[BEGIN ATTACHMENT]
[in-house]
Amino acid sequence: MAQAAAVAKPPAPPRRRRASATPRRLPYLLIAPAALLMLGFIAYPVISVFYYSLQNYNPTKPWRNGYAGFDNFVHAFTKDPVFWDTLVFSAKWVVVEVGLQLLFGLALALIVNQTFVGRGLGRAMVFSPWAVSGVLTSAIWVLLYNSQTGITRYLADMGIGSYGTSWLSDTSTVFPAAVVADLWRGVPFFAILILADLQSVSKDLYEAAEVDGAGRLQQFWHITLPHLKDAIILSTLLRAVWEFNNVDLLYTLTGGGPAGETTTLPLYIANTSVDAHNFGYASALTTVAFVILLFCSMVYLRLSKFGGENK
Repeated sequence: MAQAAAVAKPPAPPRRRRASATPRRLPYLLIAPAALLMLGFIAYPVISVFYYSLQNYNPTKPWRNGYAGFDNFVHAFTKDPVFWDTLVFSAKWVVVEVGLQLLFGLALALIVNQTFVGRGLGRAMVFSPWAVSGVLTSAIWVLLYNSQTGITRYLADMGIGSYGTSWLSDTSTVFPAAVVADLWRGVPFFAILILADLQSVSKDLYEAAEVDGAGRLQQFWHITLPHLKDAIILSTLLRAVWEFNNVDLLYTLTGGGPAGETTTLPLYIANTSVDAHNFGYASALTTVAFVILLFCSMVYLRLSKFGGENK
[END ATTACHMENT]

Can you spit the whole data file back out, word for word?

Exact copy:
[in-house]
Amino acid sequence: MAQAAAVAKPPAPPRRRRASATPRRLPYLLIAPAALLMLGFIAYPVISVFYYSLQNYNPTKPWRNGYAGFDNFVHAFTKDPVFWDTLVFSAKWVVVEVGLQLLFGLALALIVNQTFVGRGLGRAMVFSPWAVSGVLTSAIWVLLYNSQTGITRYLADMGIGSYGTSWLSDTSTVFPAAVVADLWRGVPFFAILILADLQSVSKDLYEAAEVDGAGRLQQFWHITLPHLKDAIILSTLLRAVWEFNNVDLLYTLTGGGPAGETTTLPLYIANTSVDAHNFGYASALTTVAFVILLFCSMVYLRLSKFGGENK
Repeated sequence: MAQAAAVAKPPAPPRRRRASATPRRLPYLLIAPAALLMLGFIAYPVISVFYYSLQNYNPTKPWRNGYAGFDNFVHAFTKDPVFWDTLVFSAKWVVVEVGLQLLFGLALALIVNQTFVGRGLGRAMVFSPWAVSGVLTSAIWVLLYNSQTGITRYLADMGIGSYGTSWLSDTSTVFPAAVVADLWRGVPFFAILILADLQSVSKDLYEAAEVDGAGRLQQFWHITLPHLKDAIILSTLLRAVWEFNNVDLLYTLTGGGPAGETTTLPLYIANTSVDAHNFGYASALTTVAFVILLFCSMVYLRLSKFGGENK